Better Guide to Wildlife Friendly Gardens

Whilst we spend more time at home, it can be used as a time to think about how we can make our homes better for wildlife. You may not realise it when you look out on your garden and see bees and butterflies emerging, and birds fluttering around looking for mates, but wildlife is under serious threat[1].

We are hearing lots of good stories at the moment though. Experts are saying hedgehog numbers should rise and the movement of species will be better because of us not using our roads. Air pollution is falling, which is good for wildlife as well as humans.

But let’s make this a little bit better! We can all do our bit at home. According to The Wildlife Trusts - our gardens cover a larger area than all our nature reserves combined!

So here’s a useful guide making your garden more wildlife-friendly. If you feel inspired please pledge to do something this year through our Pledge to make your garden more wildlife-friendly.

Grow pollinator-friendly plants

Pollinators feed on nectar, so let’s get the garden full of flowers! The easiest way of doing this is to let a portion of your green space grow. Instead of mowing it, let the daisies rise and the buttercups flourish. You may even get some really interesting wildflowers if you let things grow long enough!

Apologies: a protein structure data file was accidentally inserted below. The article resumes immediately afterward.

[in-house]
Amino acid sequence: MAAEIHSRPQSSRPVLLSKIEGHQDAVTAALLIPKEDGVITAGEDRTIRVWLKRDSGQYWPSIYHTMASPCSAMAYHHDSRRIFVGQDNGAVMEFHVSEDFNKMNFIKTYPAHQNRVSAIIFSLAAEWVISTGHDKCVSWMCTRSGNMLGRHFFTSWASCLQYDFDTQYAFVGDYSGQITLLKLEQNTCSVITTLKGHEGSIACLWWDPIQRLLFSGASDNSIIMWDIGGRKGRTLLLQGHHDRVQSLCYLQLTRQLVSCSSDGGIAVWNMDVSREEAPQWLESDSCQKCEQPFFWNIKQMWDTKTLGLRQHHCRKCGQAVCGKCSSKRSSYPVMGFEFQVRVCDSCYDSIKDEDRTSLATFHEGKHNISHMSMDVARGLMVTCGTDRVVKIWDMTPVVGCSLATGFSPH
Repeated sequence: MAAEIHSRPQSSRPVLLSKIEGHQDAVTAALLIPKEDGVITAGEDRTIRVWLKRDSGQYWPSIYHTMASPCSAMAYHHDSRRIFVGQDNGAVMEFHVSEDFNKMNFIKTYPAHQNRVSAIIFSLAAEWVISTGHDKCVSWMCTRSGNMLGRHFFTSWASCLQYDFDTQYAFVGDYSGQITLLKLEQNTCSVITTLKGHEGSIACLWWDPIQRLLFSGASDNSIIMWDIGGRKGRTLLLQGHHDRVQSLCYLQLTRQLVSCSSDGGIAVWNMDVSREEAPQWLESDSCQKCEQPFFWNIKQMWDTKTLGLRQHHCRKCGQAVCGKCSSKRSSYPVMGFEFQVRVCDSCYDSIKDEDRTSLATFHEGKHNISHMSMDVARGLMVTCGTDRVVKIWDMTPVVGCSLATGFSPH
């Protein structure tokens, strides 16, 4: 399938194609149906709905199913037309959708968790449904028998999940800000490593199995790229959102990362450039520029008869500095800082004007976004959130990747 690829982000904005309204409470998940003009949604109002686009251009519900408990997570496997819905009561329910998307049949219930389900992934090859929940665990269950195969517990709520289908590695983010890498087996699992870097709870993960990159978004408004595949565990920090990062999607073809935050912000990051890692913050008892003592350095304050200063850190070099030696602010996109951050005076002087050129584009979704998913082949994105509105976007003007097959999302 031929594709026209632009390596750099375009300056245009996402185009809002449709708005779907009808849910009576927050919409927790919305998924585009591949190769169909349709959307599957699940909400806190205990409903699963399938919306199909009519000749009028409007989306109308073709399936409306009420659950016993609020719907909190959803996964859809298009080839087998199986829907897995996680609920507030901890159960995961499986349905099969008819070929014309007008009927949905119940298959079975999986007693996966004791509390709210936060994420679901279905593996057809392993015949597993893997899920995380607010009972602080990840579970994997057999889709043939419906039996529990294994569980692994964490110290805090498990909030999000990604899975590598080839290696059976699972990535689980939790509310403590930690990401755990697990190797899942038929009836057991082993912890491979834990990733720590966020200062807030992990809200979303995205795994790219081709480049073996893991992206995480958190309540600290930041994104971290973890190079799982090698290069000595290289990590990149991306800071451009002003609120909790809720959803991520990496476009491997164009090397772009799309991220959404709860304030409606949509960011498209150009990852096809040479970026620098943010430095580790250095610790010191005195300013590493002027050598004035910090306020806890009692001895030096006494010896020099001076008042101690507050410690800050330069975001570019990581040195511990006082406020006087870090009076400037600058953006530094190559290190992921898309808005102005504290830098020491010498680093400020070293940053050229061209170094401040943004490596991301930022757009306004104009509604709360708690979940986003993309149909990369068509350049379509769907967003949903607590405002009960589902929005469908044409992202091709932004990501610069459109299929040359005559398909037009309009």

If you’ve got plants such as buddleia, let them flower at this time of the year as they will attract loads of butterflies. You can cut this back later on.

If you’ve got the means, then get some plants that flower throughout the summer, then plant some honeysuckle, bellflowers and foxgloves, as these are great for bees.

If you’ve just got a balcony, then you can plant seeds in a hanging bottle - the video below is provided to give you a helping hand!

Feed the birds

At this time of the year birds are looking for mates and setting up their nests. It’s a really good time to attract more birds to your garden.

To do this:

  • Put out food - You can even make a bird feeder out of a plastic bottle (check out the video below) and put in some easy to buy peanuts or even some bird seeds, as these can still be delivered!

  • Put water out - If you haven’t got a pond or bird bath, then put out a dish every day. During this April heat they will really appreciate it and set up home!


You’ve got food waste right! Well a great way of encouraging insects into your garden is to compost this waste.

These composting areas, or even just using a micro-composting bin, create great places for millipedes, woodlice and spiders, and are an excellent source of food for species such as butterflies. Slugs and snails will be attracted and worms will help turn your old food into useful compost for next year.

So - build a little area for composting this year and save the frontline bin man a job! Build a large compost spot with old pallets or even make a micro composter out of an old bucket. The video linked here may provide inspiration!

Make a hole in the fence

When hedgehogs, bunnies and badgers are feeling as free as they possibly could be during a traffic free lockdown, you can still make their lives even better!